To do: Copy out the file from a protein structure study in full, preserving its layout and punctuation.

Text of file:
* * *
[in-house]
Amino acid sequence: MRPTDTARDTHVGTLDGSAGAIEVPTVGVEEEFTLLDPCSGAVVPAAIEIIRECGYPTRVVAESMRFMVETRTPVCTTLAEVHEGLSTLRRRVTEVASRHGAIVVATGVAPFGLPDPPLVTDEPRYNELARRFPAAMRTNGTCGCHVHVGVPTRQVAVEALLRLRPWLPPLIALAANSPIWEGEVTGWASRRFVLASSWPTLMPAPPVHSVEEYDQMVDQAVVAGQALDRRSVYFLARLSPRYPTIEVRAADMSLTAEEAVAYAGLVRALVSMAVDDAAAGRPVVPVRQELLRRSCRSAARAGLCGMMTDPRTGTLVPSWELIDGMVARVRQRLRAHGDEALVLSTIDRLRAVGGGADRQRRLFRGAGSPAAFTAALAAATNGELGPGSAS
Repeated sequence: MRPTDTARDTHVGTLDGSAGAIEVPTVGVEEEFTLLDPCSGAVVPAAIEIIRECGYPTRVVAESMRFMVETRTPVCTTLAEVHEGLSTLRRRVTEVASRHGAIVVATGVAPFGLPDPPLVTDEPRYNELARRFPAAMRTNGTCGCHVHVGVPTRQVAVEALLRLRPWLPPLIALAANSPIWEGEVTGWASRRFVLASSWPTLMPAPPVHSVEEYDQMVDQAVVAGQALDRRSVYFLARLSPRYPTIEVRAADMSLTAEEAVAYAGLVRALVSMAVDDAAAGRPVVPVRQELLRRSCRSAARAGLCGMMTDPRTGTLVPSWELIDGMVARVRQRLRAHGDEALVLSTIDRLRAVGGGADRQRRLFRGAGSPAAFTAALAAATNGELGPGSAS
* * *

[in-house]
Amino acid sequence: MRPTDTARDTHVGTLDGSAGAIEVPTVGVEEEFTLLDPCSGAVVPAAIEIIRECGYPTRVVAESMRFMVETRTPVCTTLAEVHEGLSTLRRRVTEVASRHGAIVVATGVAPFGLPDPPLVTDEPRYNELARRFPAAMRTNGTCGCHVHVGVPTRQVAVEALLRLRPWLPPLIALAANSPIWEGEVTGWASRRFVLASSWPTLMPAPPVHSVEEYDQMVDQAVVAGQALDRRSVYFLARLSPRYPTIEVRAADMSLTAEEAVAYAGLVRALVSMAVDDAAAGRPVVPVRQELLRRSCRSAARAGLCGMMTDPRTGTLVPSWELIDGMVARVRQRLRAHGDEALVLSTIDRLRAVGGGADRQRRLFRGAGSPAAFTAALAAATNGELGPGSAS
Repeated sequence: MRPTDTARDTHVGTLDGSAGAIEVPTVGVEEEFTLLDPCSGAVVPAAIEIIRECGYPTRVVAESMRFMVETRTPVCTTLAEVHEGLSTLRRRVTEVASRHGAIVVATGVAPFGLPDPPLVTDEPRYNELARRFPAAMRTNGTCGCHVHVGVPTRQVAVEALLRLRPWLPPLIALAANSPIWEGEVTGWASRRFVLASSWPTLMPAPPVHSVEEYDQMVDQAVVAGQALDRRSVYFLARLSPRYPTIEVRAADMSLTAEEAVAYAGLVRALVSMAVDDAAAGRPVVPVRQELLRRSCRSAARAGLCGMMTDPRTGTLVPSWELIDGMVARVRQRLRAHGDEALVLSTIDRLRAVGGGADRQRRLFRGAGSPAAFTAALAAATNGELGPGSAS